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Ash Connolly
Ash Connolly

Posted on • Updated on • Originally published at


How To Quickly Add Cypress To Your Next.js App

Pssst... you might also like this guide on adding Jest to your Next.js App. Combined with Cypress, it's a great setup! πŸ˜ƒ

Why use Cypress for end to end / integration testing?

  • Writing Cypress tests are easy and feel intuitive
  • Good developer experience with quick setup
  • The tests resemble how apps are used, not how they are implemented, which means they don't need changing even if you refactor your whole app!

Adding Cypress

Install the dependencies

  • yarn: yarn add cypress start-server-and-test --dev
  • npm: npm install cypress start-server-and-test --save-dev

The start-server-and-test will allow us to run our app locally before starting Cypress.

Now we need to open Cypress for the first time:

  • yarn: yarn run cypress open
  • npm: npx cypress open

This will add a bunch of folders to the root of your app:

  • cypress/fixtures β†’ these are our mock server response
  • cypress/integration β†’ these our UI tests
  • cypress/plugins β†’ these are, you guessed it, cypress plugins!
  • cypress/supports β†’ these are reusable functions to use in our tests

This will also have added a bunch of helpful example tests in cypress/integration/examples too!

Adding scripts

Now we need to add some scripts to our package.json so we can run cypress.

What we could do open two terminal windows...

  • In one we would run our app locally using yarn dev or yarn start (depending on your setup).
  • And in the other terminal run the cypress tests against our local app.

But that's not ideal. Instead we want to be able to run a single command that will do both of these for us. This will make running the tests in a release pipeline (like jenkins, circle CI, or github actions etc) easier to do.

NOTE: I use yarn dev to run my app locally (as it's a next.js app) on port 3000. if you use a different command (like start) or a different port, be sure to change it in the scrips below.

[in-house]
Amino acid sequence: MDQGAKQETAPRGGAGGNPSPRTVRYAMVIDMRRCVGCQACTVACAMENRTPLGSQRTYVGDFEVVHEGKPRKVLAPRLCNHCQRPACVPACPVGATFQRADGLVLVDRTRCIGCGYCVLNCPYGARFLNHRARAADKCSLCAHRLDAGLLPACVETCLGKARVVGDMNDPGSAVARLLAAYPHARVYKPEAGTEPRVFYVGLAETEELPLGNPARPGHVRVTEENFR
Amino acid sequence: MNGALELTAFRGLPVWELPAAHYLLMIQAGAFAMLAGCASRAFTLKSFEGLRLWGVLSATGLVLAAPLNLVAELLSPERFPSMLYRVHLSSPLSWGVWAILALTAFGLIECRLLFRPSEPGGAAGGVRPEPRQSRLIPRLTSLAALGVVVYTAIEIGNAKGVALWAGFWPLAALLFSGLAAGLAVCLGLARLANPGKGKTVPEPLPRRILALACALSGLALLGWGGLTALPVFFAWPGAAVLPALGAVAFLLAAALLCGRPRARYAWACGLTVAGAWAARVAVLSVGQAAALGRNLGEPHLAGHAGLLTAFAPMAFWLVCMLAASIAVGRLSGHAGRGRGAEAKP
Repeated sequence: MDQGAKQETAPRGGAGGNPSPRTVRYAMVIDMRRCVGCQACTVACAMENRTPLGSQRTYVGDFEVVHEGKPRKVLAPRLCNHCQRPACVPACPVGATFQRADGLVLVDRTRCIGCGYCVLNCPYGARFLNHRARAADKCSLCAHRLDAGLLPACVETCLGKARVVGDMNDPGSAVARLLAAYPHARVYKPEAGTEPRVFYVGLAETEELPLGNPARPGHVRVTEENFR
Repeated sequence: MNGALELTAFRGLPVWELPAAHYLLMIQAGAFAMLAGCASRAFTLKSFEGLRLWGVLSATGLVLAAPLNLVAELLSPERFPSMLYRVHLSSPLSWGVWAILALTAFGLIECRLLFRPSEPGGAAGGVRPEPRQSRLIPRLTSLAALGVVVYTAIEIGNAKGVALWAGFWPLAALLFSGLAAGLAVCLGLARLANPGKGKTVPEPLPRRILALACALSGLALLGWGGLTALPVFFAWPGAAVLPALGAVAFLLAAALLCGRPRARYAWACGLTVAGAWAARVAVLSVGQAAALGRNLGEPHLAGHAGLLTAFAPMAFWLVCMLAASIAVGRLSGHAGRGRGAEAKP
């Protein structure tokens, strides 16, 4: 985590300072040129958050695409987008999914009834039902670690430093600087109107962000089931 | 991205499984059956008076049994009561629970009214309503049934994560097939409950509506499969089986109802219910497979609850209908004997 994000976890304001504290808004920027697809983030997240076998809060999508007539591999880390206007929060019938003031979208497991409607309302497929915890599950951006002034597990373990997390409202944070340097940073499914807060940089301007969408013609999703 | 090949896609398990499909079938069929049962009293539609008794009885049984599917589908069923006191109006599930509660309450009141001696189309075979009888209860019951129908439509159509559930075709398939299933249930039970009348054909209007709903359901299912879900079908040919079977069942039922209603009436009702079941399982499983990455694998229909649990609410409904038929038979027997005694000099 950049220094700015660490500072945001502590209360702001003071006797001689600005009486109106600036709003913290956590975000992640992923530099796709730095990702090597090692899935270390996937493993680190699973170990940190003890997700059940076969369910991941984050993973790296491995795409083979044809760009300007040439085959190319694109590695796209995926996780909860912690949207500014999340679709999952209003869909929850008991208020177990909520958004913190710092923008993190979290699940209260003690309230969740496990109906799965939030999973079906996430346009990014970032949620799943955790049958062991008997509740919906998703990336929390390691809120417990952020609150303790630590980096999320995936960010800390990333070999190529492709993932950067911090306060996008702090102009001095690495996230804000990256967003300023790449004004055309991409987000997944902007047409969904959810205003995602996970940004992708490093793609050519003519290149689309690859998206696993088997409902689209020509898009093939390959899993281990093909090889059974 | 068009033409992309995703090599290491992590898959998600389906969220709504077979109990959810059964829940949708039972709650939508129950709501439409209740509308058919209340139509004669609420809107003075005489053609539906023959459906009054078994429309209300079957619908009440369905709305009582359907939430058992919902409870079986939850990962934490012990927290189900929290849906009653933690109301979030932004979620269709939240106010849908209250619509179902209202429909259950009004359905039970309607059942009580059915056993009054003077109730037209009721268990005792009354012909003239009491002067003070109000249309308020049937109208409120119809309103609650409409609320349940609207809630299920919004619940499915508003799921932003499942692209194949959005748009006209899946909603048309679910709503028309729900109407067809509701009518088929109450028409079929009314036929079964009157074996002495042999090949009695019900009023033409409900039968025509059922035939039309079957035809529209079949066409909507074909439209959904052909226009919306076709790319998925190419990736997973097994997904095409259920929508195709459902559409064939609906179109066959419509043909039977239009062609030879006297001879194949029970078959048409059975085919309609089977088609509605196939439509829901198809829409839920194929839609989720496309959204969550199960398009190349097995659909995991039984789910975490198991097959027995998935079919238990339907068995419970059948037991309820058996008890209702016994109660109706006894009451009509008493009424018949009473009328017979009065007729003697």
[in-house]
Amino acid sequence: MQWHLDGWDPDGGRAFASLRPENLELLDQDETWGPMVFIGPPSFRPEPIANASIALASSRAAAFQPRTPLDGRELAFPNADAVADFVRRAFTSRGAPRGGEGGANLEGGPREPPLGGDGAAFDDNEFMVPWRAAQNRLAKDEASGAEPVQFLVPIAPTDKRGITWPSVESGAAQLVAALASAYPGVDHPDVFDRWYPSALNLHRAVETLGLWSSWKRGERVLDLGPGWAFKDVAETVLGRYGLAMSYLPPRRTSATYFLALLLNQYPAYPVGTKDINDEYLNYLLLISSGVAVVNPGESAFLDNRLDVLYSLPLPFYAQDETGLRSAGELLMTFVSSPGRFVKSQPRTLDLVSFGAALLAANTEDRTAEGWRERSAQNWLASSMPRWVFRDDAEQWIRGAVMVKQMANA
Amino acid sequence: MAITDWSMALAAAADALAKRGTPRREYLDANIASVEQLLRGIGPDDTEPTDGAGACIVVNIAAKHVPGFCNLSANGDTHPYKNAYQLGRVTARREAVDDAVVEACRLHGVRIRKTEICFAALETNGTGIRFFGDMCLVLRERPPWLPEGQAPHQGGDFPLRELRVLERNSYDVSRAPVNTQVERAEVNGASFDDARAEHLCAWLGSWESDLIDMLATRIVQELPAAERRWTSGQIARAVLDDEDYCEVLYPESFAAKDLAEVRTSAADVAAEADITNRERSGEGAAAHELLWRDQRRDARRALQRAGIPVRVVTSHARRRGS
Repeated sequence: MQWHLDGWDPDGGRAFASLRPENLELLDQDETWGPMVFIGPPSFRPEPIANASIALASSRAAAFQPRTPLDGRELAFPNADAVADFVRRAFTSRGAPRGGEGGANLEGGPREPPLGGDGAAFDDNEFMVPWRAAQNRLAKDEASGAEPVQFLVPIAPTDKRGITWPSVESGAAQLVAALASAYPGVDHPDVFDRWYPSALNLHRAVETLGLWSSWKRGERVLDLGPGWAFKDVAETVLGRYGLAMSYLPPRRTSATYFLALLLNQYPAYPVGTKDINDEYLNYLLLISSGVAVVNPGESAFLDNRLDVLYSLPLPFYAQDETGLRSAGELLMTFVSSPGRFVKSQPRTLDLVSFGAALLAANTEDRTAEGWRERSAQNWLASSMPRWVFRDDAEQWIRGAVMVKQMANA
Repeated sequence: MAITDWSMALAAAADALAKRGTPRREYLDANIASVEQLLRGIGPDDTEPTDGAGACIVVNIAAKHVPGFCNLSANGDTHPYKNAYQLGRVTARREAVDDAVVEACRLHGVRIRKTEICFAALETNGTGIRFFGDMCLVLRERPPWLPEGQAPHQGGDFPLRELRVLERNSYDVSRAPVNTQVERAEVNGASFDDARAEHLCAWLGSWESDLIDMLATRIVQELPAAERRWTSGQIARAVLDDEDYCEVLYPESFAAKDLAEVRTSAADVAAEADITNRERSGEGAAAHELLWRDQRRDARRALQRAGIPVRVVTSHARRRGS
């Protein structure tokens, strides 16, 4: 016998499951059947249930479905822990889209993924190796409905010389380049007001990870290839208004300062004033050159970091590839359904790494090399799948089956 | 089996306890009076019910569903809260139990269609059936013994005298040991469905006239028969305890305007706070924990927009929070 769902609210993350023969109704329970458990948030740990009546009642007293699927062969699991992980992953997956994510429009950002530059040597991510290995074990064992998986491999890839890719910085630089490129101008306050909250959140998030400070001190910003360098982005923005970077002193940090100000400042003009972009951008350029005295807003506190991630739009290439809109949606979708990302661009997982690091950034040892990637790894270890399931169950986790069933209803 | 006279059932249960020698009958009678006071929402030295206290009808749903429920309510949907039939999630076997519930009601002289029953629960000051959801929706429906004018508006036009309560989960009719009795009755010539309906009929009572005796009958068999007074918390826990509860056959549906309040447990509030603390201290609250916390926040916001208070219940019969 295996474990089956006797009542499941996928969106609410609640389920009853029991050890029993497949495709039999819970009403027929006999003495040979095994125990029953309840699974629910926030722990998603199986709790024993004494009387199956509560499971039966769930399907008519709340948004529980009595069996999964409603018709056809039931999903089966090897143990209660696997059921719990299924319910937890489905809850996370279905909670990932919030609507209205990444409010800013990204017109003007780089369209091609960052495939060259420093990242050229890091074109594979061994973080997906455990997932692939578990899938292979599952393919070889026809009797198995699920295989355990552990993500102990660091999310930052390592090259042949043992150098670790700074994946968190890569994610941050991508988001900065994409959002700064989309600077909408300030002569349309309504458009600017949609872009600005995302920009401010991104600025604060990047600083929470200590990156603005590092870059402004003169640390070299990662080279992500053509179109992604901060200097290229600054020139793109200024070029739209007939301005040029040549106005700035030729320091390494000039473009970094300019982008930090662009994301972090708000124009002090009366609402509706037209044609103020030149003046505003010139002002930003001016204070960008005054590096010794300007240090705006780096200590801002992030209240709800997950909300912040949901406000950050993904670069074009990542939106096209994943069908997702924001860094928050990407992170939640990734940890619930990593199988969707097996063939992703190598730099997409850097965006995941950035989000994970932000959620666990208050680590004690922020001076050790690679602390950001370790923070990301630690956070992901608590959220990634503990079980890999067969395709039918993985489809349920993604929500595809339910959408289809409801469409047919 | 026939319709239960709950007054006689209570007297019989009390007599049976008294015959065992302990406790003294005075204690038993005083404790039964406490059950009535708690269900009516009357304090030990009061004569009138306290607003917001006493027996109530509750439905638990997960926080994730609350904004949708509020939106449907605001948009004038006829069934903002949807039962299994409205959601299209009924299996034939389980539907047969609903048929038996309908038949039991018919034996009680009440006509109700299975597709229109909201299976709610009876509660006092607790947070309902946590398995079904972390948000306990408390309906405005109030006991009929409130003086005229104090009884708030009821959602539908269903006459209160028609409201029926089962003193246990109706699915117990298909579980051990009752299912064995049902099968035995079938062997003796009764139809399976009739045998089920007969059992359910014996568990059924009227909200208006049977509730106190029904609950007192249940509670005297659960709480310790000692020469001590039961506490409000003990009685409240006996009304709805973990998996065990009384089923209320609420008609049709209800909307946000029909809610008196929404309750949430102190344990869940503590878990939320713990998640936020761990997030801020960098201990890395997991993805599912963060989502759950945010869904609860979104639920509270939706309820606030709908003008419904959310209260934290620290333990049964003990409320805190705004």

Add the following scripts (the ones starting with cy) to your package.json:

"scripts": {
    "dev": "next dev",
    "cy:open-only": "cypress open",
    "cy:run-only": "cypress run",
    "cy:open": "start-server-and-test dev 3000 cy:open-only",
    "cy:run": "start-server-and-test dev 3000 cy:run-only"

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Remember, the start-server-and-test command will allow us to run our app locally before starting Cypress.

  • cy:open-only will open the cypress GUI
  • cy:run-only will run cypress tests
  • cy:open will run dev to run our app locally, and then run cy:open-only to open the cypress GUI.
  • cy:run will run dev to run our app locally, and then run cy:run-only to run the cypress tests in the terminal.

The first two commands on their own will not work unless your app is running. Which is why we have the last two commands, which will run our app locally, then run the tests, without the need to run our app in a separate terminal.

Adding our first test

  • Add a test file to ./cypress/integration/ called app.spec.js
context('App', () => {
    it('should load our app and show content', () => {
      cy.contains('Welcome to Next.js!')

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Be sure to update the cy.contains to reference some text found on your homepage. I'm doing this in a brand new Next.js app, so I'm checking for Welcome to Next.js!.

Now if we run:

  • yarn: yarn cy:run
  • npm: npm run cy:run

We will see our tests running in the terminal!:

We can also open the Cypress GUI and see our tests run in a browser: Then we'll open cypress

  • yarn: yarn cy:open
  • npm: npm run cy:open

And we should see our Cypress testing window, showing all available tests:

Note: I have collapsed the folder called examples.

Click the app.spec.js and it will pop open a browser, navigate to your app, and run our tests against it!


And that's it! We have added Cypress to our Next.js app! πŸŽ‰ πŸ˜ƒ

Now we can write end-to-end tests for all of our user journeys! For further learning on Cypress, I highly recommend the "Cypress in a Nutshell" video by Amir Rustamzadeh (Head of Developer Experience at Cypress). It's a very practical and concise watch!

If you're interested in hearing more tips about React, Next.js, and JavaScript, feel free to follow me on twitter! πŸ˜ƒ

Stunning cover photo by Matthew on Unsplash!

Top comments (1)

fariasmateuss profile image
Mateus V. Farias

Awesome! Thanks for sharing.

Visualizing Promises and Async/Await πŸ€“

async await

☝️ Check out this all-time classic DEV post on visualizing Promises and Async/Await πŸ€“